Five Reasons Food Stamps Work Just Fine
Last week, House Republicans passed a bill that would cut the food stamp program by about $40 billion over the next ten years. They’re drawing on headline numbers—the program serves about 47 million people each year and has the biggest price tag of any program in the farm bill, $80 billion—to drum up support. The aid, technically known as the Supplemental Nutrition Assistance Program, or SNAP, is still known as food stamps to nearly everyone who receives it. There’s little chance that the bill will be enacted, given the more moderate makeup of the Senate, although it’s likely that some cuts will end up on the president’s desk. (The Senate is cutting $4.4 billion from the program.) Still, food stamps are one of the most robust federal entitlements for the poor we have left, so it’s always going to be a target for cuts. It’s worth looking beyond those bold-face numbers in the news to see how the program is performing—and why it’s still essential.
1. More People Are Benefiting from Food Stamps than Ever
The number of people on the food-stamp program has increased by about 27 million since the recession, an increase that is still smaller than the increase in poverty. The Center on Budget Policy and Priorities crunched the data and found that the number of people who qualified for food stamps went up from 54 to 64 million. (In contrast, food-stamp participation rates fell in the 1990s, when the economy was good.) Also, a higher percentage of people who qualified are getting food stamps than before, though it’s still true that about a quarter of households that could get food stamps don’t get them, for whatever reason. Those households without food stamps report that they aren’t always able to get enough food to feed their families.
2. Food Stamps Are Good for the Economy—and Cheaper than Farm Subsidies!
Even though spending on food stamps, about $78 billion in 2012, is higher than other farm-bill appropriations—farm subsidies are about $16 billion—the number of people who directly benefit is also larger. If you average out the spending on food stamps for every person who gets them, it’s only $1,700 per person. Spending on farm subsidies only affects about 3 million agricultural jobs, which works out to $5,300 per person. Yet Republicans aren’t decreasing the amount the government spends on farm subsidies. In fact, they are increasing it. (Those subsidies benefit rich farmers and agricultural companies, powerful members of the House agricultural committee's constituency.) Moreover, food stamps subsidize American agriculture in a roundabout way, because most of our food is produced domestically. In fact, analyses show that food stamps pump a lot of money back into the economy—every $1 spent on food stamps generates between $1.60 and $1.80 in economic activity.
3. Children Are the Biggest Food-Stamp Benefactors
The Food Research Action Center reports that about a quarter of households with children say they can’t get enough food. By and large, adults with children are the most likely to seek out food assistance. About three quarters of food-stamp recipients are households with children living in their households, and 47 percent of individual recipients are children. The average benefit for a family of three is just under $400, which is about $33 per person per week. Not everyone gets the same amount, however. In 2011, about 6.4 million were working adults, and the more they earn, the fewer benefits they get. Which means that, by and large, all that food-stamp money is feeding children whose parents work low-wage jobs.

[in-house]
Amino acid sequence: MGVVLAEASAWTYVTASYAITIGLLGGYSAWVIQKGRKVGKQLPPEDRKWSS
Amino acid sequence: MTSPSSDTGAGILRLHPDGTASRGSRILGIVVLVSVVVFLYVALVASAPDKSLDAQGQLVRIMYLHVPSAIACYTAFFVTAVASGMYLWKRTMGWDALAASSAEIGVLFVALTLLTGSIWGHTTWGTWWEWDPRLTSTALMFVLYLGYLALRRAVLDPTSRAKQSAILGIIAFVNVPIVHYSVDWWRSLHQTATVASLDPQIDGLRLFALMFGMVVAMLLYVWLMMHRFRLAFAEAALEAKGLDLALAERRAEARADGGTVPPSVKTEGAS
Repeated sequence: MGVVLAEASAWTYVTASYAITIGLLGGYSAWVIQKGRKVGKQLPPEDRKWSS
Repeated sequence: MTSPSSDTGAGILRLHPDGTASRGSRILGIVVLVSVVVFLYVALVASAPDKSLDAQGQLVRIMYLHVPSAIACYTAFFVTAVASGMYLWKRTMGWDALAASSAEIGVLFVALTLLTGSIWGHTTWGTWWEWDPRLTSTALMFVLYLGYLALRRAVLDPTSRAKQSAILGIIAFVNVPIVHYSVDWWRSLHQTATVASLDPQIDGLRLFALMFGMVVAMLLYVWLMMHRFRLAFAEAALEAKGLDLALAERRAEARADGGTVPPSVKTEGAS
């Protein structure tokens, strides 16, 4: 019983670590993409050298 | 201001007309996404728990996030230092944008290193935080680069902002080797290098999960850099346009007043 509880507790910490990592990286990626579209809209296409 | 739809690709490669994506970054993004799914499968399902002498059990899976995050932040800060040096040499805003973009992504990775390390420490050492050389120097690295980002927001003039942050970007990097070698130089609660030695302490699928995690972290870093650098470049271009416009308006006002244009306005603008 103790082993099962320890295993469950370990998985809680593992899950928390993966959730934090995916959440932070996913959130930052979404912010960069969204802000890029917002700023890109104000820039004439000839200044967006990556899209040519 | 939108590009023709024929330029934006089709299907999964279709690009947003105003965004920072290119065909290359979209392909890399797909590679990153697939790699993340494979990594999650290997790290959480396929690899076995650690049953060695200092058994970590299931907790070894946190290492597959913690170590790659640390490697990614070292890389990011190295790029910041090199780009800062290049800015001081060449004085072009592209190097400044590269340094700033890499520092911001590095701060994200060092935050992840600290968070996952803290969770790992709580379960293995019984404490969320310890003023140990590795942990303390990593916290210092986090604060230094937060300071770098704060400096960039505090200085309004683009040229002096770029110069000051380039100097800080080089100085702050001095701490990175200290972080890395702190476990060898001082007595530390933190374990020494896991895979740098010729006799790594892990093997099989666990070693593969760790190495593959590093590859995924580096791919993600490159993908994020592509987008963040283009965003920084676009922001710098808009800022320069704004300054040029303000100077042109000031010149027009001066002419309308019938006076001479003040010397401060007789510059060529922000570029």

4. Cutting Food Stamps Won’t Trim the Deficit
Food and agriculture spending, of which food stamps are a part, only make up 5 percent of the mandatory spending in the federal budget—and that spending is largely good for the economy. Cutting the program even by a huge margin won’t make a difference in the government’s checkbook. The cuts will, however, make a huge difference to families. The House-proposed cuts would kick about 1.7 million unemployed, childless adults off the program. Their average income? About $2,500 a year, and for many of them food stamps are their only source of income. Cuts would also prevent some ex-offenders from getting food stamps once they’re out of prison. All the research shows that the more help ex-offenders receive, the less likely they are to end up back where they started. Helping former prisoners readjust to society instead of marginalizing them ultimately costs states less money.
5. Food-Stamp Fraud Is an Imaginary Problem
The computer systems used by social-services agencies are ancient, and caseworkers are often overworked and under-resourced. Over the years, the federal government has tried to give states more flexibility to run the food-stamp program, and states have worked to modernize their systems so they don’t kick people off rolls unnecessarily, or over- and under-pay benefits. In 2002, the federal government started giving bonuses to states in an effort to improve the performance and compliance of their food-stamp programs. The House shows signs of wanting to chip away at those advances: the current bill would remove the bonuses for states to improve performance. Which is ironic, because one of the errors the incentive money helped reduce was the rate that food stamp recipients were mistakenly overpaid. The federal government is also aggressive about cracking down on food-stamp fraud: only about one cent of every dollar spent goes to trafficking, which happens most often when recipients exchange their benefits for cash. Trafficking is the most common type of “fraud” in the food-stamp program, and it doesn’t cost the federal government any more money. It just means benefits aren’t being used for their intended purpose.
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